Marketing Pilgrim's "Search Marketing" Channel

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Google’s biggest spender could be their next biggest competitor

Last year, Amazon spent $157.7 million on Google U.S. search ads. As this chart from AdAge shows, they were the number one buyer of ads by far, which is ironic since they’re actively working on an advertising network of their own.

Google This Adage

Yep, Amazon is paying big money to a company they hope to compete with in the future. It’s really not all that surprising. Custora says almost 44% of all US ecommerce transactions in Q1 2014 began with a search engine. And though there are other ways of searching the internet, no one can deny that Google is king. Even Amazon can’t take that away from them.

Here are a few more stats from Google:

Walmart sending customers to other etailers? It’s not a miracle, it’s Adsense

Sponsored Product Ads on WalmartIn the classic Christmas movie Miracle on 34th Street, Macy’s’ Santa Claus is caught sending customers to competitor Gimbels because making a child happy is more important than making a buck. At first, the Macy’s execs are horrified until they realize that what they’ll gain in goodwill by continuing the practice will actually improve sales over all.

I think Walmart must have been having a “miracle” moment when they agreed to be part of the new Google Adsense for Shopping program.

I searched Walmart.com for a Frozen throw and this is what turned up in the sidebar – ads for related products from OTHER retailers. If you click that blue question mark at the top, this is what pops up:

Isn’t that special: Google introduces AdWords Callout Extensions

What is it that makes your business standout from the competition? Award-winning? Open 24 hours? Only local ingredients? Free Shipping on All Orders? Whatever it is, Google is giving you a chance to tell the world with the new AdWords Callout Extensions.

Adwords Call outs

Callouts create an additional line of descriptive text underneath your existing ad. A callout must be less than 25 characters but you can create up to four per ad. You can’t use “gimmicky” symbols such as hearts and smiles (Do advertisers really use hearts and smiles on their ads?) and you can’t duplicate callouts – meaning you can’t just write “free shipping” four times.

For general campaigns, Google recommends words such as “special discounts” or “price-matcing.”

You can pay and pay but organic search still wins

BrightEdge sent over a new report called “Cracking the Content Code” and since I’m all about content, I had to share it with you.

To come up with the numbers, BrightEdge tapped into their giant Data Cube repository which contains information about billions of pieces of content from all over the web. Sounds like a machine that could take over the world. Luckily it’s on our side. . . for now.

The Data Cube sliced and diced to find out which was the most effective driver of traffic; organic search, paid, display /email or social. Want to guess which one came out on top? If you paid attention to the title of this post then you already know but I’ll make a dramatic reveal anyway.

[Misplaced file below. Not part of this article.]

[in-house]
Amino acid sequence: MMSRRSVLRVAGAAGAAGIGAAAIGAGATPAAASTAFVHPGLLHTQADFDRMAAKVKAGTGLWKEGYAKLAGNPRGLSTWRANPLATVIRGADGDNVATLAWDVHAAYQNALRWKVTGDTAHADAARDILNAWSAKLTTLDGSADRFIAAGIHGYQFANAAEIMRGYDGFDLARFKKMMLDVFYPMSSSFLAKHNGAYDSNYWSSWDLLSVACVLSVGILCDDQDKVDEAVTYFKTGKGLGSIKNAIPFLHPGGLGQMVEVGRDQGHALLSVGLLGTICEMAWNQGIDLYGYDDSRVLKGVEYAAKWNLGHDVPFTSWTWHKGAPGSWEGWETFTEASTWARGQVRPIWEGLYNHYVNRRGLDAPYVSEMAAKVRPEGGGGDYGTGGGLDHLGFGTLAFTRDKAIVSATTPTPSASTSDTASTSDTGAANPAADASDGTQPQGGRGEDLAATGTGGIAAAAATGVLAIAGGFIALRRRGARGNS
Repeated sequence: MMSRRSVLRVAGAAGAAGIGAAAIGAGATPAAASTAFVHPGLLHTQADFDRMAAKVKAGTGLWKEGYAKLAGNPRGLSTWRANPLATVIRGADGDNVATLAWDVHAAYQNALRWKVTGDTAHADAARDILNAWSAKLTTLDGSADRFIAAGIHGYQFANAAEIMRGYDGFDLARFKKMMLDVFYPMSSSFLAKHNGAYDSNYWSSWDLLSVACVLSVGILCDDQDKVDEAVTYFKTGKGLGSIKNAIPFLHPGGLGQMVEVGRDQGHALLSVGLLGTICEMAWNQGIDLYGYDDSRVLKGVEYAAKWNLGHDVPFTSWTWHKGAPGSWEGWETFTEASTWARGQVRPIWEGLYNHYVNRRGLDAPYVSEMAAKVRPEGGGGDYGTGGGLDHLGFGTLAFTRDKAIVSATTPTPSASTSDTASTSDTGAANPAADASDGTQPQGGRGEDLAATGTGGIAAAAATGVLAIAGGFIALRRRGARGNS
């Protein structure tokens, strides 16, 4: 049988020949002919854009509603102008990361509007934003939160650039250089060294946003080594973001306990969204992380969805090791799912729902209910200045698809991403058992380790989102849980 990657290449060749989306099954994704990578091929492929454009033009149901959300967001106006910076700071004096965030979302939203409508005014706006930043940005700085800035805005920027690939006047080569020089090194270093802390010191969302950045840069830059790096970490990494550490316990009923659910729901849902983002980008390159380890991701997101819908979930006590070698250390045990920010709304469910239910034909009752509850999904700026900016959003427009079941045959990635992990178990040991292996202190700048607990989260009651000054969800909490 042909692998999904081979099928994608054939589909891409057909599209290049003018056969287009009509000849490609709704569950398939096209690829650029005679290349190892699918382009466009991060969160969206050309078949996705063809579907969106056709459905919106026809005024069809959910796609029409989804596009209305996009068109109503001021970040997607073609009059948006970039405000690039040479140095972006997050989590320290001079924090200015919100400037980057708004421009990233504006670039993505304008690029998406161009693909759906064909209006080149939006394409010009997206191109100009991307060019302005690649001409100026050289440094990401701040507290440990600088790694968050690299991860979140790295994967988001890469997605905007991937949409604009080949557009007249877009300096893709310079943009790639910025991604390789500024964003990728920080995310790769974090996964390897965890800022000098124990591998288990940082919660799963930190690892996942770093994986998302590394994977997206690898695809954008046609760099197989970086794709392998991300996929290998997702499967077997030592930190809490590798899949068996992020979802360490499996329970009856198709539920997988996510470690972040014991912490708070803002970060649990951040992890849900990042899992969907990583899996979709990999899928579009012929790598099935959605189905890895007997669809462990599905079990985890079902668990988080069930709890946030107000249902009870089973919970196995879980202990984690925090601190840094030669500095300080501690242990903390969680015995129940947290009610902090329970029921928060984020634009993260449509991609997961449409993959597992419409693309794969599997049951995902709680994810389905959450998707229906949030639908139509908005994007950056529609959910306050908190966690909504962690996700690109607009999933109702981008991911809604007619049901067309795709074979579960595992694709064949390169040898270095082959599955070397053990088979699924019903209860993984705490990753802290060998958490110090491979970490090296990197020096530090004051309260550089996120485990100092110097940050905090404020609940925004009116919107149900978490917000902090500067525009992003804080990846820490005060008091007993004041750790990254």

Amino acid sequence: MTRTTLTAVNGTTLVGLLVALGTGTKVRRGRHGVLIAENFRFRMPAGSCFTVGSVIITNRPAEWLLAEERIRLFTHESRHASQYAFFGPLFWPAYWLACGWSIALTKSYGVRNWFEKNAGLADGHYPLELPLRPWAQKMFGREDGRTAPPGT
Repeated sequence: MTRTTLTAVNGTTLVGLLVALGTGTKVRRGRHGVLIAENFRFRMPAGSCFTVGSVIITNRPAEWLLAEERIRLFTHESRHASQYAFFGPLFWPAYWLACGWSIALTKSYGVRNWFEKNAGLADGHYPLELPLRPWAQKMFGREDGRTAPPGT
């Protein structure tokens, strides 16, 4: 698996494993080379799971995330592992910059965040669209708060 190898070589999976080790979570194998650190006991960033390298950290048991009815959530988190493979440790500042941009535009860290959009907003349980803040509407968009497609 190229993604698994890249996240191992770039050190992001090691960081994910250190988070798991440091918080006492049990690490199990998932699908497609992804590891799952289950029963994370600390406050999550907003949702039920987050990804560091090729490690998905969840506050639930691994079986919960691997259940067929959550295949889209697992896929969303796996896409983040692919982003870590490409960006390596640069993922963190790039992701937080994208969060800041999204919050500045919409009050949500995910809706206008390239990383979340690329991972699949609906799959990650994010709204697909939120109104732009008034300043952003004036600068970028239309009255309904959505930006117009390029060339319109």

Ode to a Search Engine: A look at Google’s 10 biggest search milestones

Google, how do I love thee? Let me count the ways. I love you for your intuition and how you know what I’m thinking when even I’m not so sure. I love you for your image search that helps me find a name for the thing I just bought at the thrift shop.  I love you for your inventive and amusing Google Doodles. (Doctor Who returns on Saturday!)

google doodle dr who
But mostly, I love the way you serve my content to millions of people on a daily basis absolutely free of charge.

Google tests ‘listen now’ ads for music searches

Have a sudden craving for some Monkees music. Google has you covered. Simply type the band’s name into the Google search box and you’ll be presented with three online options. Google Play, where you can buy individual songs for $1.29 each or streaming through Rhapsody or Beats.

Music ads

I don’t listen to a lot of music online, so I wasn’t familiar with Beats. Turns out it’s a new streaming service from the Beats by Dr. Dre headphone folks. Inexplicably, Apple bought the service this past May for $3 billion dollars. The move does give Apple control of two large streaming services; iTunes Radio and the commercial-free, trendy Beats. Apple says they’ll continue to operate the two as separate companies which makes sense because they each satisfy a different audience. iTunes Radio is good for the casual listener while Beats pulls in those who are serious about their music.

Just 27% of digital marketers give their clients the very best results [infographic]

If there’s one thing that marketers are known for, it’s our ability to exaggerate and embellish. So, it’s somewhat surprising that in a recent SEMPO survey, just 27% of digital marketing agencies claim to be “very successful” in their efforts.

As if that isn’t bad enough, their ability to measure ROI from their efforts had dropped across all channels since 2012!

Measuring Digital Marketing Infographic